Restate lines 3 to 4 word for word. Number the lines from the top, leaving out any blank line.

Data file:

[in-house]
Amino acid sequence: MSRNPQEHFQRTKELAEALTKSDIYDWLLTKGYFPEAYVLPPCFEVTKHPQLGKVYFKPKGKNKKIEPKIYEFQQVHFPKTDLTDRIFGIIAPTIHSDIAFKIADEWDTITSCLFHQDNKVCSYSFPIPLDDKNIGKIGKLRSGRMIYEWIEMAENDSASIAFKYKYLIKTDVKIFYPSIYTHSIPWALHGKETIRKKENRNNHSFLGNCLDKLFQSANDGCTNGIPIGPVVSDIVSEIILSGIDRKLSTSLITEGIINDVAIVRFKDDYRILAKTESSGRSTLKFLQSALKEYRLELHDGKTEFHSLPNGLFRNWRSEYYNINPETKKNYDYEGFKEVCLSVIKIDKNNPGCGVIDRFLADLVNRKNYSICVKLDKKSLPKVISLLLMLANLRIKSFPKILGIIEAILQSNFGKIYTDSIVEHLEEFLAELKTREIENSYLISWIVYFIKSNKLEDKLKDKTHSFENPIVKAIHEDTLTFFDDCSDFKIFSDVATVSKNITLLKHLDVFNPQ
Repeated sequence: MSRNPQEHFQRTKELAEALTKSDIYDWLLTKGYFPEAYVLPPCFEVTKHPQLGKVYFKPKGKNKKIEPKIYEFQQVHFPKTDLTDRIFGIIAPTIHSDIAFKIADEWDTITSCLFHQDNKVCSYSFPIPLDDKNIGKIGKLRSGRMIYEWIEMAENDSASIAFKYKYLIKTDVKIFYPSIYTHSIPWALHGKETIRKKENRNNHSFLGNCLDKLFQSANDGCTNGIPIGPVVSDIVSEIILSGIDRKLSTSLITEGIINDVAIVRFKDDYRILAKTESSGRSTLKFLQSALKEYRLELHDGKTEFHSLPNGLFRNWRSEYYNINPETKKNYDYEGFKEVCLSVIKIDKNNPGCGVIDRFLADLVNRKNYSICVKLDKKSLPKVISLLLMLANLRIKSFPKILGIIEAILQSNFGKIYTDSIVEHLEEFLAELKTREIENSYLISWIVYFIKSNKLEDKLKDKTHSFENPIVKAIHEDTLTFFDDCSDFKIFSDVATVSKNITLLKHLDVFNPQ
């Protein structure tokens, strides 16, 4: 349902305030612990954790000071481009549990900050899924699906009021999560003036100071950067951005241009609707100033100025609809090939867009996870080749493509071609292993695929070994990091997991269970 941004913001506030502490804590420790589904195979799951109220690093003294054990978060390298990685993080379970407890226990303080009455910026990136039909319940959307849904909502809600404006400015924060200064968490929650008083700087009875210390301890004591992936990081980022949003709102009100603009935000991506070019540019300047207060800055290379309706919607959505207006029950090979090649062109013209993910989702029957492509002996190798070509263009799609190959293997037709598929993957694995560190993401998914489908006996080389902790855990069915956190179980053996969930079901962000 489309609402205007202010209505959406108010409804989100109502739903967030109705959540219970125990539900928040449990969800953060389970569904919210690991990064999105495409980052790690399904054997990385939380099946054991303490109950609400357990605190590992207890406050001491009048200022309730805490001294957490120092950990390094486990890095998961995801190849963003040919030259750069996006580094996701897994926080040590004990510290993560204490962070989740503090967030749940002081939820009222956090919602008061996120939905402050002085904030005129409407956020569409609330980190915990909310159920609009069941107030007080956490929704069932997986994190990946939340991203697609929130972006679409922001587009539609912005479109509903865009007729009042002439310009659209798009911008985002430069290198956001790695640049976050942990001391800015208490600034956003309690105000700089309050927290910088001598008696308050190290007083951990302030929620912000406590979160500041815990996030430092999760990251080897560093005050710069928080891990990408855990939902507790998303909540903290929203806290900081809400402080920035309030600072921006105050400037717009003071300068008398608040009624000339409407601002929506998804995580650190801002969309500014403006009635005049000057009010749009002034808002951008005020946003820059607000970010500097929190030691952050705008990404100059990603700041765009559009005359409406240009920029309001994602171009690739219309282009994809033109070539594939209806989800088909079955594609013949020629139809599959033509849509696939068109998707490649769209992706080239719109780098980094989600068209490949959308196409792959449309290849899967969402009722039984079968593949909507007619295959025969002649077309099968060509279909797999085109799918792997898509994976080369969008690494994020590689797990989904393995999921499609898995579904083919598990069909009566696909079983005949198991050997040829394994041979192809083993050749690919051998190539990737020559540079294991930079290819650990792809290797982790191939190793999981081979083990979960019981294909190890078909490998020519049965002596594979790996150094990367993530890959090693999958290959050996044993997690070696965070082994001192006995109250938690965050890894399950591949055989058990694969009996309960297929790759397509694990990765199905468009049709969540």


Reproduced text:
Repeated sequence: MSRNPQEHFQRTKELAEALTKSDIYDWLLTKGYFPEAYVLPPCFEVTKHPQLGKVYFKPKGKNKKIEPKIYEFQQVHFPKTDLTDRIFGIIAPTIHSDIAFKIADEWDTITSCLFHQDNKVCSYSFPIPLDDKNIGKIGKLRSGRMIYEWIEMAENDSASIAFKYKYLIKTDVKIFYPSIYTHSIPWALHGKETIRKKENRNNHSFLGNCLDKLFQSANDGCTNGIPIGPVVSDIVSEIILSGIDRKLSTSLITEGIINDVAIVRFKDDYRILAKTESSGRSTLKFLQSALKEYRLELHDGKTEFHSLPNGLFRNWRSEYYNINPETKKNYDYEGFKEVCLSVIKIDKNNPGCGVIDRFLADLVNRKNYSICVKLDKKSLPKVISLLLMLANLRIKSFPKILGIIEAILQSNFGKIYTDSIVEHLEEFLAELKTREIENSYLISWIVYFIKSNKLEDKLKDKTHSFENPIVKAIHEDTLTFFDDCSDFKIFSDVATVSKNITLLKHLDVFNPQ
């Protein structure tokens, strides 16, 4: 349902305030612990954790000071481009549990900050899924699906009021999560003036100071950067951005241009609707100033100025609809090939867009996870080749493509071609292993695929070994990091997991269970 941004913001506030502490804590420790589904195979799951109220690093003294054990978060390298990685993080379970407890226990303080009455910026990136039909319940959307849904909502809600404006400015924060200064968490929650008083700087009875210390301890004591992936990081980022949003709102009100603009935000991506070019540019300047207060800055290379309706919607959505207006029950090979090649062109013209993910989702029957492509002996190798070509263009799609190959293997037709598929993957694995560190993401998914489908006996080389902790855990069915956190179980053996969930079901962000 489309609402205007202010209505959406108010409804989100109502739903967030109705959540219970125990539900928040449990969800953060389970569904919210690991990064999105495409980052790690399904054997990385939380099946054991303490109950609400357990605190590992207890406050001491009048200022309730805490001294957490120092950990390094486990890095998961995801190849963003040919030259750069996006580094996701897994926080040590004990510290993560204490962070989740503090967030749940002081939820009222956090919602008061996120939905402050002085904030005129409407956020569409609330980190915990909310159920609009069941107030007080956490929704069932997986994190990946939340991203697609929130972006679409922001587009539609912005479109509903865009007729009042002439310009659209798009911008985002430069290198956001790695640049976050942990001391800015208490600034956003309690105000700089309050927290910088001598008696308050190290007083951990302030929620912000406590979160500041815990996030430092999760990251080897560093005050710069928080891990990408855990939902507790998303909540903290929203806290900081809400402080920035309030600072921006105050400037717009003071300068008398608040009624000339409407601002929506998804995580650190801002969309500014403006009635005049000057009010749009002034808002951008005020946003820059607000970010500097929190030691952050705008990404100059990603700041765009559009005359409406240009920029309001994602171009690739219309282009994809033109070539594939209806989800088909079955594609013949020629139809599959033509849509696939068109998707490649769209992706080239719109780098980094989600068209490949959308196409792959449309290849899967969402009722039984079968593949909507007619295959025969002649077309099968060509279909797999085109799918792997898509994976080369969008690494994020590689797990989904393995999921499609898995579904083919598990069909009566696909079983005949198991050997040829394994041979192809083993050749690919051998190539990737020559540079294991930079290819650990792809290797982790191939190793999981081979083990979960019981294909190890078909490998020519049965002596594979790996150094990367993530890959090693999958290959050996044993997690070696965070082994001192006995109250938690965050890894399950591949055989058990694969009996309960297929790759397509694990990765199905468009049709969540």